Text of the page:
Well, I’m still trying to be a little optimistic here. However, sheer unbridled chaos remains a distinct possibility, with a land war in Eastern Europe or a serious naval engagement in the South Pacific as would-be consequences. If that doesn’t scare you, you’re an idiot.
2. Russia Didn’t Hack the U.S. Election (Slate)
No one familiar with Russian operations is particularly surprised by this approach. It’s called information warfare, and its goal is to employ disinformation to manipulate a target population into making choices it might not otherwise make. I spent two decades as an information-warfare officer in the United States Navy, and it’s common knowledge in military and intelligence circles that deception, propaganda, and psychological operations are hallmarks of Russian doctrine. So on Sunday when Sen. Claire McCaskill called Russia’s intervention in the election “a form of warfare,” this is exactly what she meant...
Russia set out to intentionally manipulate the information that voters consumed in order to influence the decisions they made on Election Day. The goal wasn’t to change the minds of the entire populace, but seed just enough doubt in the minds of undecided and tentatively committed voters to improve Trump’s chances. Just like the phishing email that appears to be an update on the status of the Christmas gifts you ordered or warning that there’s a problem with your tax return, disinformation only has to deceive a very small percentage of the right people to be successful.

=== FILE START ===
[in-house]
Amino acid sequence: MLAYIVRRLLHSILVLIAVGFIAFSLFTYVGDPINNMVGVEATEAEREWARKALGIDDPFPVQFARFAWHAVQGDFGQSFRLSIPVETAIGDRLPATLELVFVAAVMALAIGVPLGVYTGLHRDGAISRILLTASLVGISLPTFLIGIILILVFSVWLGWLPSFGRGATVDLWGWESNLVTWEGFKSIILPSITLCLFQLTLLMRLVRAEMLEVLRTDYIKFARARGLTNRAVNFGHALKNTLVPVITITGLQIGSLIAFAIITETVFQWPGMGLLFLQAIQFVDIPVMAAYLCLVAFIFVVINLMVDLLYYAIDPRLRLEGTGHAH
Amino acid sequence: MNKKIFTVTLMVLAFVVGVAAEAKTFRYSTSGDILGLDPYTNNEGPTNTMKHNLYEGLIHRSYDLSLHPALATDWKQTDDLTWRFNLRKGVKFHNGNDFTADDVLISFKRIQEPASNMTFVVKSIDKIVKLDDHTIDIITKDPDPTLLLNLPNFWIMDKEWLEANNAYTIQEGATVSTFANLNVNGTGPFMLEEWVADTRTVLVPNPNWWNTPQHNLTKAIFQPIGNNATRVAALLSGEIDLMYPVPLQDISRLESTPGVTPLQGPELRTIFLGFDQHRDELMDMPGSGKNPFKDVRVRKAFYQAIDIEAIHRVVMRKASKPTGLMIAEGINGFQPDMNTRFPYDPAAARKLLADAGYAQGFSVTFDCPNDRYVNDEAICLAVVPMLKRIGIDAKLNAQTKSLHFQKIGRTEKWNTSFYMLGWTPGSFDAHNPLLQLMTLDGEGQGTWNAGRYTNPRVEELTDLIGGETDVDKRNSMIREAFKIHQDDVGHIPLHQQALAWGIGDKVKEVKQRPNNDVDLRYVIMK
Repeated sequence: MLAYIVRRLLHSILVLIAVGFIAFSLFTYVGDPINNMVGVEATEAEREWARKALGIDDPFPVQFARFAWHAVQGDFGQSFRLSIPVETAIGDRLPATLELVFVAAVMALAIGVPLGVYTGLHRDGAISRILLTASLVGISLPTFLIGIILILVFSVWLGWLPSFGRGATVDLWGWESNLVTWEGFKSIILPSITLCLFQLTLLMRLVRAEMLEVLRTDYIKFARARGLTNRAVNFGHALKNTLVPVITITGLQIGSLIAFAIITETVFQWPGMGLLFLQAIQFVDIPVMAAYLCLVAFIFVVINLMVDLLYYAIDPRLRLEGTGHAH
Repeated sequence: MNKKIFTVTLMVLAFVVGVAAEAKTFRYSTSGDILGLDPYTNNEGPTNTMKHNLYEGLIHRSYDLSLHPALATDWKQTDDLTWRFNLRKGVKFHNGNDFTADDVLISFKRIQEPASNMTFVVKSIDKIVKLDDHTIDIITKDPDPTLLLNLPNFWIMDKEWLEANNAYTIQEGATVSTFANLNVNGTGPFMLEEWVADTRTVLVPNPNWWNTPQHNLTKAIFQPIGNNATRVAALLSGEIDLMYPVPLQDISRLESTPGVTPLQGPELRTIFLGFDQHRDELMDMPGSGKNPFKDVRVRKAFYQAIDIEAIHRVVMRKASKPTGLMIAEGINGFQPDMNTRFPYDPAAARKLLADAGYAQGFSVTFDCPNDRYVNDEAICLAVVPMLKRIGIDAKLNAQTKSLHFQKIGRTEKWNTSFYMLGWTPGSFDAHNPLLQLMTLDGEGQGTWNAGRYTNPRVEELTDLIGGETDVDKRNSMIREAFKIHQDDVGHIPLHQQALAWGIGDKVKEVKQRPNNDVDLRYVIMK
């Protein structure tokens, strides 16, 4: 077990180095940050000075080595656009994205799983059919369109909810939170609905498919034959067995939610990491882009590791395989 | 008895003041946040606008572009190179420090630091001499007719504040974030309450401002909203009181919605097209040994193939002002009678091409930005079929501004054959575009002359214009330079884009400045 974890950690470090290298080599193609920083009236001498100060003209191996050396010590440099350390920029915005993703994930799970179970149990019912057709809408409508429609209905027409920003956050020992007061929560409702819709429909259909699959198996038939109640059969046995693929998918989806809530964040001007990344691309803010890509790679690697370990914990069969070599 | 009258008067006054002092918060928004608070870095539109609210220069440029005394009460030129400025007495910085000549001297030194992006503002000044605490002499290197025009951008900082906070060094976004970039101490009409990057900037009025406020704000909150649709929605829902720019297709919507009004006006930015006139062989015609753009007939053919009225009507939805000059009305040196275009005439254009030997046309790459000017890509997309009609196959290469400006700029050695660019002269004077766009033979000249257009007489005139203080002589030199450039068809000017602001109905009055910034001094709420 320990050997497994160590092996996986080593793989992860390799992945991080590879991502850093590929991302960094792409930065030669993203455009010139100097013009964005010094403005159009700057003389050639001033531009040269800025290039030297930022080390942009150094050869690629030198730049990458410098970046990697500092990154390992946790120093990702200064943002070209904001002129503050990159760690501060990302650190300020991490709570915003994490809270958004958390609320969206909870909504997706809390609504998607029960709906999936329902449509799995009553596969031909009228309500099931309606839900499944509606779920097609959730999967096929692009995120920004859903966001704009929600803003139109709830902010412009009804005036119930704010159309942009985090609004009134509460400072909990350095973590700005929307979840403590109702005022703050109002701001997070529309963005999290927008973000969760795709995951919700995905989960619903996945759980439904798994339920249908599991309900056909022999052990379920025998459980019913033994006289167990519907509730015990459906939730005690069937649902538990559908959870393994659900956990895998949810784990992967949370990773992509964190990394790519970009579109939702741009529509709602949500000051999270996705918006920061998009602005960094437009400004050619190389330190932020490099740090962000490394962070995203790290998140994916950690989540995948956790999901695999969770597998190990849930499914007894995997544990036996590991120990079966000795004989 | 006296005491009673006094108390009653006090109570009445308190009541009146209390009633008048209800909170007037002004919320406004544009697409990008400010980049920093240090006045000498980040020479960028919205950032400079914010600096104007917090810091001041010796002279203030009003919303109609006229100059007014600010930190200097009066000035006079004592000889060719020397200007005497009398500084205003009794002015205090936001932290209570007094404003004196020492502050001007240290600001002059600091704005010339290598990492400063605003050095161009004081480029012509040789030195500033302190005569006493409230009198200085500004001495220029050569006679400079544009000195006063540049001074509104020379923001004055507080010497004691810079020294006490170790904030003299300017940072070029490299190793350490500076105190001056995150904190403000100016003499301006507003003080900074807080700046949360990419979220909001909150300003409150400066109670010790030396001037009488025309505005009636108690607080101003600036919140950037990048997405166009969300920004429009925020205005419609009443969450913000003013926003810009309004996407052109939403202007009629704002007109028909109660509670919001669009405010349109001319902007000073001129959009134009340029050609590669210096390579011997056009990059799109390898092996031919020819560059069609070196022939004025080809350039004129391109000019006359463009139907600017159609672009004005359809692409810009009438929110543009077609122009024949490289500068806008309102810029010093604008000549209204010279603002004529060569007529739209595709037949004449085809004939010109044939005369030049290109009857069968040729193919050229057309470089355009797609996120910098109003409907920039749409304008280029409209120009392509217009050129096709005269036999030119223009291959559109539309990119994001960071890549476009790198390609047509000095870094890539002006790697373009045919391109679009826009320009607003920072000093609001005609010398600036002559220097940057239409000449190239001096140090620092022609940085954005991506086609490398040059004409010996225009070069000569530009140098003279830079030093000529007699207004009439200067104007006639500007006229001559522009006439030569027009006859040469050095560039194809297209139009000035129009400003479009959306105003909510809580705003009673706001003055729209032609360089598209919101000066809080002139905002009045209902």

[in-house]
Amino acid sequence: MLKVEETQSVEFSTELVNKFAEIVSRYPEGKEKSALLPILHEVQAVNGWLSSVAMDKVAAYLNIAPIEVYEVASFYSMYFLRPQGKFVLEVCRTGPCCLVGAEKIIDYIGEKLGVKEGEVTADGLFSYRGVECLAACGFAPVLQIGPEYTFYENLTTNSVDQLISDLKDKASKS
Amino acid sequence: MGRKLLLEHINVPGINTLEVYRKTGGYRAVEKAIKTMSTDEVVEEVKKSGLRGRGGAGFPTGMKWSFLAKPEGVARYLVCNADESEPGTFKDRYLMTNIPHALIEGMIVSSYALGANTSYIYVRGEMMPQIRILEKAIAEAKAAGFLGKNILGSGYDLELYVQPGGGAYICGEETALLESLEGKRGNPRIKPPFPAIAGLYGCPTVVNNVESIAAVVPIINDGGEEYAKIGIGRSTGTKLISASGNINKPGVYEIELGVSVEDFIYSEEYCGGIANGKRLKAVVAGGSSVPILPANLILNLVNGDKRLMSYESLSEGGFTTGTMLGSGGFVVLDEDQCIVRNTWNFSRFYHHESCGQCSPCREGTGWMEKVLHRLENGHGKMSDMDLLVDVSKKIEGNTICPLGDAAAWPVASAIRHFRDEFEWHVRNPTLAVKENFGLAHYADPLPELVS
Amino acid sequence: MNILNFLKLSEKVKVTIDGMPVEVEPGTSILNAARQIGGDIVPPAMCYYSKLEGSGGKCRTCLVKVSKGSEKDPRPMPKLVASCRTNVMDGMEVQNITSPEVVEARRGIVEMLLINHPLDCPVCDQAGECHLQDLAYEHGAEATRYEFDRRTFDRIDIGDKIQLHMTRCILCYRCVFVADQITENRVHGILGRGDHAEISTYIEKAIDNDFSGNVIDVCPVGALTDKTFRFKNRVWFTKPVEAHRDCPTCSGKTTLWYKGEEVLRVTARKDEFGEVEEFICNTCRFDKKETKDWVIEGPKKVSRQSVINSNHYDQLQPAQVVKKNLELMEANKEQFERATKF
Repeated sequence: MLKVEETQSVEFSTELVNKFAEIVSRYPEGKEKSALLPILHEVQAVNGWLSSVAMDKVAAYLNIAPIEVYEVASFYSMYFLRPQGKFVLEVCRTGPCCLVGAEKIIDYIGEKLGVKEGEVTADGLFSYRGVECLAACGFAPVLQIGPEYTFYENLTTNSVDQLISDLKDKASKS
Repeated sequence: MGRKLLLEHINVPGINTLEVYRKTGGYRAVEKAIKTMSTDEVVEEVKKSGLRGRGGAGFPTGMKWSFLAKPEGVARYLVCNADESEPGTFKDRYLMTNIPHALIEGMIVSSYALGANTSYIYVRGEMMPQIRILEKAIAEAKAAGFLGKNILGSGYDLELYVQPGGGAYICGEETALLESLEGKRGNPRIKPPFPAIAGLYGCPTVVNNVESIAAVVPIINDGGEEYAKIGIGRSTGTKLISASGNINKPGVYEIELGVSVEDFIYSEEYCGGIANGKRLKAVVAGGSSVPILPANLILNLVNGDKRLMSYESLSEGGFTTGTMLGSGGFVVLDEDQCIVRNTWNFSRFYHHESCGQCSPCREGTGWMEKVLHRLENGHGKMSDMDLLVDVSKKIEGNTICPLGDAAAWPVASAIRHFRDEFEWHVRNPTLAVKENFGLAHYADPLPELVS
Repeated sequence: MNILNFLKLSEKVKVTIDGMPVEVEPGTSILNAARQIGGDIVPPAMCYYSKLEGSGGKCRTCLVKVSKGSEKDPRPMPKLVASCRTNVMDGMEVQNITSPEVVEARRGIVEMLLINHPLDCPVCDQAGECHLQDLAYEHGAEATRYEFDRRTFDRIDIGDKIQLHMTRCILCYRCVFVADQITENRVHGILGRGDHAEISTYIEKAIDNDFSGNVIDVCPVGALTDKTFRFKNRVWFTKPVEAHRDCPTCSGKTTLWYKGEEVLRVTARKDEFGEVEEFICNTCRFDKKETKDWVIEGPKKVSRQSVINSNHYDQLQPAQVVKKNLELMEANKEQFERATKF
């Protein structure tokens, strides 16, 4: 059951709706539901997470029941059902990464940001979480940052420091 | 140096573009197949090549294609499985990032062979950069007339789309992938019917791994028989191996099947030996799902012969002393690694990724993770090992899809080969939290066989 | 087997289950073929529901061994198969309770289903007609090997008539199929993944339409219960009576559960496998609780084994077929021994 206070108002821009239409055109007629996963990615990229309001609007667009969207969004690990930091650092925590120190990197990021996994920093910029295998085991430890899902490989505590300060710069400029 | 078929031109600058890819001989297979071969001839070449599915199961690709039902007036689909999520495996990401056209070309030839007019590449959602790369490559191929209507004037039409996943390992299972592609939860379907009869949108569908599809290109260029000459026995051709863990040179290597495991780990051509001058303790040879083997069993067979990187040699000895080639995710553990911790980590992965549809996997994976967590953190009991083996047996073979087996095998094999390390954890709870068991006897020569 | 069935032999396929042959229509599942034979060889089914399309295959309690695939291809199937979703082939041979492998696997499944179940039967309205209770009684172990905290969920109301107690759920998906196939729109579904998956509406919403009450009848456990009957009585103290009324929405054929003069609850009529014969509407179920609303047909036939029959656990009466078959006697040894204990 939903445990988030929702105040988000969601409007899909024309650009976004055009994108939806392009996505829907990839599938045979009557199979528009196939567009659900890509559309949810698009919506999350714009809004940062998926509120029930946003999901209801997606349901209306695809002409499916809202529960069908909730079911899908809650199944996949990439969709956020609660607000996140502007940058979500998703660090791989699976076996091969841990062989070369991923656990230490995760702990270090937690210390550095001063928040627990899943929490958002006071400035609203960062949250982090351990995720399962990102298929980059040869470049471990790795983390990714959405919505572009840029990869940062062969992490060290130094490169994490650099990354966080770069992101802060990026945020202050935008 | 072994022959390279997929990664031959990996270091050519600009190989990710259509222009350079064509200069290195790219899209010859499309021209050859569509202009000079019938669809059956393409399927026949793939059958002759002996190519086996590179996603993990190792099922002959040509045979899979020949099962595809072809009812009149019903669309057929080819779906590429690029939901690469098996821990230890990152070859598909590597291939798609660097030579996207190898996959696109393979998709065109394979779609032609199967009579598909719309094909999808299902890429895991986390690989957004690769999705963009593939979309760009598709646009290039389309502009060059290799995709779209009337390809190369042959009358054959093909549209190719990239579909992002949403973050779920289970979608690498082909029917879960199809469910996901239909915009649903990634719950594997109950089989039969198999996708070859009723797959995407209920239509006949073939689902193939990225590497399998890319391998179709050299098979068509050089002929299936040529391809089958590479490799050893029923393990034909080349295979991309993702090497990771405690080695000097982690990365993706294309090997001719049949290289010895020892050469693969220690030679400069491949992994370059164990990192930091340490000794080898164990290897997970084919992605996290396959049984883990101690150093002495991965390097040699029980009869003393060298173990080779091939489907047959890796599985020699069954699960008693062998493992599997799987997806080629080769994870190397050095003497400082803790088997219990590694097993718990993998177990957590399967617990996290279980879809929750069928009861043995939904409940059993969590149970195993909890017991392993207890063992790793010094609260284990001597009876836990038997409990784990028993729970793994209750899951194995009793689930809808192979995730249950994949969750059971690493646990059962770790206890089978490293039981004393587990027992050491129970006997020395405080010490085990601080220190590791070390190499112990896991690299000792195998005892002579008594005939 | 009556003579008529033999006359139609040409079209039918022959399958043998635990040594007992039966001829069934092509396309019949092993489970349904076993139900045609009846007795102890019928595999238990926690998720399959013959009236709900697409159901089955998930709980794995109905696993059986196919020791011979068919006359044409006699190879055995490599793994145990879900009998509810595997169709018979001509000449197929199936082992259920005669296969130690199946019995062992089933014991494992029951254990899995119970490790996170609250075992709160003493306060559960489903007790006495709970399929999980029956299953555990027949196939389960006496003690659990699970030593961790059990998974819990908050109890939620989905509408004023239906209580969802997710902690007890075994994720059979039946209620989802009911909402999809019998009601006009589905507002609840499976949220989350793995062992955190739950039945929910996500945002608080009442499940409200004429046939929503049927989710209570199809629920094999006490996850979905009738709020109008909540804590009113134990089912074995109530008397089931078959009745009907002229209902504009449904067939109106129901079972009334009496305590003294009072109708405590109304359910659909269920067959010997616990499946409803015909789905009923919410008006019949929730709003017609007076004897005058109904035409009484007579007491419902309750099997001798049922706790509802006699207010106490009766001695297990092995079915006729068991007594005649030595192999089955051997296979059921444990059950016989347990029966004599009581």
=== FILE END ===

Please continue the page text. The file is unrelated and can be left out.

And we aren’t the only targets.
This is not news, nor is Russia the only international actor on the information warfare front. Navy quarterback Keenan Reynolds, had he been required to serve his commitment on active duty, was detailed to the Navy’s Information Warfare branch and would have helped defend the U.S. from foreign InfoWar operations. As it is, he’s stuck on the Ravens’ practice squad, and the taxpayers who sent him to school will need to train a replacement InfoWar officer to take his place in the Navy.
It is also worth noting, perhaps, that the current Administration’s response to all of this has been extremely weak. The President and company are all mad right now, but the time for action was months ago, and it’s obvious that the Russians did not ever respect America’s “tough talk”.
I made the argument in my senior thesis that the relative success of the evacuation at Dunkirk was the most significant factor enabling Churchill’s efforts to keep his people in the war against Nazi Germany in the summer of 1940. I am nevertheless surprised to see someone try to turn that story into a movie, especially since I’ve no idea how you make the ending anything other than the Battle of Britain. The Battle of Britain may well have been Britain’s “finest hour” as Churchill said, but it’s hardly an uplifting story. Claiming that things got better in any significant way before somewhere around December 1942 is sheer revisionist history.
You may have seen this piece. It was excellent. My favorite parts were as follows, but the whole thing is well worth a read.